A man lays flat on a bed of sharp pencils.

Due to AS Symptoms, I Chose to Quit My Job

I was diagnosed with AS while I was an English teacher.

From 2009-2017, I had the great privilege of teaching high school students how to express themselves, how to appreciate works of literature, and how to discuss their opinions with evidence. I helped them understand what it was to think critically. It was my dream job. Every day, I showed up in every way possible. As a new teacher at the school, I needed to prove my worth, both to my fellow teachers and my students.

I devoted all my time and energy to my job

I woke up every day at 4:30 a.m. to get all my planning done, to make time to walk the dog, and to run with the cross-country team – I was the assistant coach. I returned home to eat some leftovers, walk the dog again, and grade papers for the next day. I was devoting all my time and energy to my job and my students, and as a result, I had no time for myself.

When the pains began, I pushed them away, thinking:

Huh, that’s weird. Why are my legs buckling beneath me?

Interesting. I seem to have developed a limp on the right side. 

Why does it hurt to sit down today? And now the limp is on the left side…Strange.

Fascinating how my back is as stiff as a board between the hours of 8pm and 6am.

I’m too uncomfortable to sleep. Maybe something is really wrong with me?

How strange to develop iritis several times this year.

Maybe I should actually get my blood tested like they’ve been telling me.

For several years, I didn’t make the time to attend to my health. I was in denial. How could I have health problems at my age? I was 27 at the onset of the pain, but at 34 years of age, I was more open to the idea that something was wrong.

I thought: enough is enough. I needed to make the time. I needed to take charge of my health. I got the blood work that each and every ophthalmologist (eye doctor) had recommended to me.

The results are in

The results came back. Combined with several MRIs, the bloodwork revealed that I had ankylosing spondylitis, a disease that could never be cured, and I’d be managing it my whole life.

My youthful invincibility had been shattered. My diagnosis was at the same time devastating and enlightening. I was awakened to the fact that I wasn’t bulletproof, and I needed to take care of myself to make up for lost time.

Like many, I attempted to reduce the pain through a variety of methods – medication, diet, and stress reduction. I could take the right medication and stick to an anti-inflammatory diet. However, there was no way to control the work-related stress I was experiencing. Jobs are stressful in themselves, but teaching was one of the most stressful and physically taxing jobs I’ve ever had.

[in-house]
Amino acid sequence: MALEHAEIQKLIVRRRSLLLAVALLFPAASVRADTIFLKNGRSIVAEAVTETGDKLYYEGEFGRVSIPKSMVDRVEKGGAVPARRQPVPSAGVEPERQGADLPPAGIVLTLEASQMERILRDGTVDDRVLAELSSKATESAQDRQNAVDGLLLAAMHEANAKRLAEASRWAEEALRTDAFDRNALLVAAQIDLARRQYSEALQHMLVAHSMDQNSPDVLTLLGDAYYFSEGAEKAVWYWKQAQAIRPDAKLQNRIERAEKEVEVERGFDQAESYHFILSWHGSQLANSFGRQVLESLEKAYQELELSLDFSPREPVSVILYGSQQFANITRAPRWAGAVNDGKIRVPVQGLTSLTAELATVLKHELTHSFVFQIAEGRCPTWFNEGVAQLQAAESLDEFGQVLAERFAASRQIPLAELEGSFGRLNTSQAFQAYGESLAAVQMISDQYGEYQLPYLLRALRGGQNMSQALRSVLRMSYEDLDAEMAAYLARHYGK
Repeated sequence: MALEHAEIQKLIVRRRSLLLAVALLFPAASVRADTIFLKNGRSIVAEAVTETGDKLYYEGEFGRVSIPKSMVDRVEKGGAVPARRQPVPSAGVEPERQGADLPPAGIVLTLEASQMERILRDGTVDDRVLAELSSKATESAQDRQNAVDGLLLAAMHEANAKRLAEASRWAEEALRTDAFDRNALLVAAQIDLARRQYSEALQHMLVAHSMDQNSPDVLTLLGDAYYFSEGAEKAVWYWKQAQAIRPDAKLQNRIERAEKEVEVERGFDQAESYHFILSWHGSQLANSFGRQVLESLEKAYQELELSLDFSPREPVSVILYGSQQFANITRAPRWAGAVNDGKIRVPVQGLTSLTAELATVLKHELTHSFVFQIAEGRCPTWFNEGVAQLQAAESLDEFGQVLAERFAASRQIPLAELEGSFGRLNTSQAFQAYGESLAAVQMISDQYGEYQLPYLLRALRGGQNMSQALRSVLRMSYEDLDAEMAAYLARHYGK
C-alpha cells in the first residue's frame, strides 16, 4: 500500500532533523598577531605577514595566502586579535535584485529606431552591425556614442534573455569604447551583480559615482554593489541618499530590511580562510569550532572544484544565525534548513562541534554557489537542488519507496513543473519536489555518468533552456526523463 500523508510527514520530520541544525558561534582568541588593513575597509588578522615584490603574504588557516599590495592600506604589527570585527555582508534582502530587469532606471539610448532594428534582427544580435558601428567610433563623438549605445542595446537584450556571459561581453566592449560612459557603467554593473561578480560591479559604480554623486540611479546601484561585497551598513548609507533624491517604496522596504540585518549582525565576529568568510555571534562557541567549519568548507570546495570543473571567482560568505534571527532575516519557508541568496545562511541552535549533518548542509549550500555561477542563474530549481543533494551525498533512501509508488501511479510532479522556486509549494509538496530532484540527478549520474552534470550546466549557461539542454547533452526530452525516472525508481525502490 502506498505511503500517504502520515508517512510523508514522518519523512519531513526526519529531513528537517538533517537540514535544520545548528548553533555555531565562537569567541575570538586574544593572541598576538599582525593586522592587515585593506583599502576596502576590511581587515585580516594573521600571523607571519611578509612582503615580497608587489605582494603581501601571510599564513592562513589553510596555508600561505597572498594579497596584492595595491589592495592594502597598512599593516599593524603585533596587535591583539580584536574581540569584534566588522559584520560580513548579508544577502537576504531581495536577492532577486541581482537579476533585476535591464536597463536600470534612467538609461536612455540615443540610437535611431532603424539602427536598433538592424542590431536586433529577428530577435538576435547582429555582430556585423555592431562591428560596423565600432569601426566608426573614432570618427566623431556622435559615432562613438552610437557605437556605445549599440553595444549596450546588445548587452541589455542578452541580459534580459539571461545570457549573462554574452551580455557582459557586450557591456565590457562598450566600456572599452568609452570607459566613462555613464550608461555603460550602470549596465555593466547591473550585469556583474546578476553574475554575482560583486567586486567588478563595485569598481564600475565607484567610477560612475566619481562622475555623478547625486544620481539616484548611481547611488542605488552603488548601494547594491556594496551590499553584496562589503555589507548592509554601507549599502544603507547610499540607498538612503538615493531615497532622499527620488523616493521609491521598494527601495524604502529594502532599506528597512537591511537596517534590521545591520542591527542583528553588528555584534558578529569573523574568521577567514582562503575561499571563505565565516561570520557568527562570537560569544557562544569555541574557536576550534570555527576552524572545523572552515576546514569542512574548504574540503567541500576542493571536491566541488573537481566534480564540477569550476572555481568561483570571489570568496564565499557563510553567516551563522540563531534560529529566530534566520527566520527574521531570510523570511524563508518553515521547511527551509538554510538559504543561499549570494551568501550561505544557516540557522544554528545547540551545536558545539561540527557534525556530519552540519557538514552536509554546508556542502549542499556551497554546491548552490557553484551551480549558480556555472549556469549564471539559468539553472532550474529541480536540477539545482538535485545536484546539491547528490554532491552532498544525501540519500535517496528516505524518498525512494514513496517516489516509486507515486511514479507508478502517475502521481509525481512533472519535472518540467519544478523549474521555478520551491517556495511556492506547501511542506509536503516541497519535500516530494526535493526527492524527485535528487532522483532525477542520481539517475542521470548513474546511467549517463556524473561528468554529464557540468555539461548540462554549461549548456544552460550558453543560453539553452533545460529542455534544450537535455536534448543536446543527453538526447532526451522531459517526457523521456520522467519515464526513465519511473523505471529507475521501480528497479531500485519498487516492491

Nothing about my job was sustainable for my health

Understandably, every job is stressful, but teaching was tough for me. As an introvert, I had to interact with at least 200 people daily, and basically perform in front of them as if I was on a stage all day. I never excelled at public speaking, but teaching forced me to learn how to do it. I had to be on my feet, running here and there, tallying 15,000-20,000 steps daily. Teaching is a delicate dance of knowing the material, transferring it to students, and managing paperwork, parents, and protocol. Nothing about my job was sustainable for my health. Maybe teaching isn’t sustainable for anyone’s health. Perhaps other teachers would agree.

I quit to prioritize my ankylosing spondylitis

In the end, I chose to leave teaching to prioritize my health. I miss the academic environment every day, but I’ve found ways to incorporate small educational challenges and learning opportunities in my daily life. Now in remission from my AS symptoms, I’m able to guide my two young sons through life as their first teacher. Often, I come across a parenting challenge that reminds me of my teacher-self, and I’m glad for my past work experience as it is helping me thrive in the present in so many other ways.

Have you applied for or been denied social security or disability income?

By providing your email address, you are agreeing to our privacy policy.

This article represents the opinions, thoughts, and experiences of the author; none of this content has been paid for by any advertiser. The AxialSpondyloarthritis.net team does not recommend or endorse any products or treatments discussed herein. Learn more about how we maintain editorial integrity here.

Join the conversation

Please read our rules before commenting.